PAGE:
Mendoza RM-200: Part 2
by B.B. Pelletier
Before I get started, I have a couple of announcements.
Pyramyd Air’s latest email promotion is now available. It’s all about the new PCP hand pump. They’re superior to the European ones we’ve used up til now. They’ll be in stock by next week, so Pyramyd Air is taking pre-orders.
There’s a new deal on .177 H&N Baracuda Match pellets! Pyramyd Air made a special purchase and got a boatload of these. They usually sell for $9.95/tin, but the price has just been lowered to $8.05/tin. Time to stock up!
The rifle cocks very easily. The description says 29 lbs., but my test rifle cocks with just 24 lbs. of effort, and it’s brand new. I would imagine that would decrease by a little as the gun wears in. When you click on the closeup image on the website, you’ll see that Mendoza put a small muzzlebrake extension on the barrel to ease cocking, and it definitely works! Cocking is very smooth and positive. The chisel detent holds the breech tight, yet doesn’t fight you when you want to break open the barrel.
The safety is a bar on both sides of the end cap that goes on automatically when the rifle is cocked. Push it forward with your thumb to shoot. As long as the gun is cocked, you can put on the safety at any time after taking it off, but it will not go on when the gun is uncocked. Another safety feature is that the rifle refuses to fire when the barrel is broken open. This is an anti-beartrap mechanism to keep careless shooters from losing digits while loading. That makes a total of three safety mechanisms on the rifle. The two-bladed trigger provides some measure of safety for careless trigger-pullers, the automatic safety and the anti-beartrap mechanism are all there to keep you safe. Never rely on them, of course. Always point the muzzle of the gun in the direction you intend shooting.
Mendoza put a very good set of open sights on the RM-200. The front is a square post on a ramp. It’s covered by a large globe with a huge hole. That hole lets light through to illuminate the fiberoptic rod. The rear sight is adjustable for both windage and elevation and also has two fiberoptic points. What I like about these sights is that they’re very sharp and crisp, just as they are. I’m not big on fiberoptics, but I do like good open sights, and this rifle has them.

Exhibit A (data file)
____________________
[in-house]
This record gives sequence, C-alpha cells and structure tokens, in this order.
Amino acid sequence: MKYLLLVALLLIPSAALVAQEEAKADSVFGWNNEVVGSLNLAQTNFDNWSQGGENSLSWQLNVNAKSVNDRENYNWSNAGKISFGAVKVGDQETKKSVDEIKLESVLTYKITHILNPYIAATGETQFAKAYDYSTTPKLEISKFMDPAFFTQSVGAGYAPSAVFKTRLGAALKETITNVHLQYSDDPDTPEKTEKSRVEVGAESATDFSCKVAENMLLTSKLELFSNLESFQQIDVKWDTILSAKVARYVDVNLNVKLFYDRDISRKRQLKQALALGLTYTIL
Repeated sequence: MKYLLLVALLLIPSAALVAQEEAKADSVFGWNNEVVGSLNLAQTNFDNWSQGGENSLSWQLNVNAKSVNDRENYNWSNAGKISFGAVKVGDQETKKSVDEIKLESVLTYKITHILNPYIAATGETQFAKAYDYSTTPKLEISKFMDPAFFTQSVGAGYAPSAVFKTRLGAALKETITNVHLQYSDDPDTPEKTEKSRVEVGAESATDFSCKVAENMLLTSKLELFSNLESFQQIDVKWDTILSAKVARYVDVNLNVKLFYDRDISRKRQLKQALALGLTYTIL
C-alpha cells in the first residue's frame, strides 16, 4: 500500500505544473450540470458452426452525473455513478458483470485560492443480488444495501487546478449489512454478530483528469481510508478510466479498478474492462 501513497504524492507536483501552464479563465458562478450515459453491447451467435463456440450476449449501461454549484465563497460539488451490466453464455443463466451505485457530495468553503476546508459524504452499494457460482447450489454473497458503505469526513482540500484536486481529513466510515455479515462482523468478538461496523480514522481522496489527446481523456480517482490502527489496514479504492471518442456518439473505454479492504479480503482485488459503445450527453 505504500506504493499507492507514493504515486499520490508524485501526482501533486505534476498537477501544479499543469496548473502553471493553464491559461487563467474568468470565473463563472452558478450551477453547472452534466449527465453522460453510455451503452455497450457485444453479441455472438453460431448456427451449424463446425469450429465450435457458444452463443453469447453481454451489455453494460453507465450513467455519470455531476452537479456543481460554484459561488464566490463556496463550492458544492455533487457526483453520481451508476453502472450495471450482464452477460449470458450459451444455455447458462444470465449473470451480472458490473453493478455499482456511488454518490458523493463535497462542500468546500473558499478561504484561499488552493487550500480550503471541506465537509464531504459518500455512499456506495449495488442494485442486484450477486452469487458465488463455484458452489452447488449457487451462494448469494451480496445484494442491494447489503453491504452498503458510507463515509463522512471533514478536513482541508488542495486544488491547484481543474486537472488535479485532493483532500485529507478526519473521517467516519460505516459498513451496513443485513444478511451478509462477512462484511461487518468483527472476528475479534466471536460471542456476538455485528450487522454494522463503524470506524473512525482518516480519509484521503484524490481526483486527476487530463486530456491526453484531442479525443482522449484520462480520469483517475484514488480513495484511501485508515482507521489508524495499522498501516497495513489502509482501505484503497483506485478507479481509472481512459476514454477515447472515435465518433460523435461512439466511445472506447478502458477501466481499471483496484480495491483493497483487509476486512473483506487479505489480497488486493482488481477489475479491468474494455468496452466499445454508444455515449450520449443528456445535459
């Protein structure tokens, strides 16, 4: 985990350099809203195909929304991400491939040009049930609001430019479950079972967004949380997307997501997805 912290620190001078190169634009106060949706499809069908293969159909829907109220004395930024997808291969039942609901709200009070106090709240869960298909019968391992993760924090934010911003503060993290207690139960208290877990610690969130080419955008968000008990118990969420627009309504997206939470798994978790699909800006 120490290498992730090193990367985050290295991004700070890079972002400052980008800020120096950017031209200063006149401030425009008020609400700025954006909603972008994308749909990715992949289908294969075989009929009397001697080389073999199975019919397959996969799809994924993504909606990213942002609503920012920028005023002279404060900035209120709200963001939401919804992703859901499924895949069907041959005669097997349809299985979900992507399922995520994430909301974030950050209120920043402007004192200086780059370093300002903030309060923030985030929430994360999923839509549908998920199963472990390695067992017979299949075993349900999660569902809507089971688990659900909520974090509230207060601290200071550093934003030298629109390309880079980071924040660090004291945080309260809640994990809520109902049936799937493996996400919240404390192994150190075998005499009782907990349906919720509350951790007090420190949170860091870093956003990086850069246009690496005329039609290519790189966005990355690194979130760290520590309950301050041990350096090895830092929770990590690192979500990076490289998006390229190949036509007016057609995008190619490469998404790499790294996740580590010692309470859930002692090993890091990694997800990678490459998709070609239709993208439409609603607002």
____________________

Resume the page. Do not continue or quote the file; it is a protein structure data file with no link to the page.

Lots of light gets through to illuminate the front fiberoptic rod.
The rear sight adjusts for both windage and elevation. It’s also fiberoptic.
I had to shoot the rifle to get chronograph readings and to test the trigger-pull, so I have a preliminary feel for how it shoots. It has a little spring buzz that’s very short-lived, and the recoil is almost negligible. It’s not as smooth as an R7, but close to it. For the price, it feels like much more air rifle!
The best feature!
I saved this for last. The RM-200 and other Mendoza spring rifles have a dedicated oil port on the side of the gun! No more hunting for the air transfer port. The hole is only opened when you purposely hold the barrel as far broken open as it will go. Then, the piston seal retracts beyond the hole, and you have access to oil. Now, just because it’s that easy doesn’t mean you should oil this rifle any more than any other spring-piston air rifle. About one drop every 3,000 to 5,000 shots is plenty.
You can oil the compression chamber directly through this hole on the left side of the spring tube.
I must say that I’m impressed so far. After reading all the negative comments, I didn’t expect Mendozas to be this nice or this full of innovations. I’m hoping this quality carries over when the shooting begins.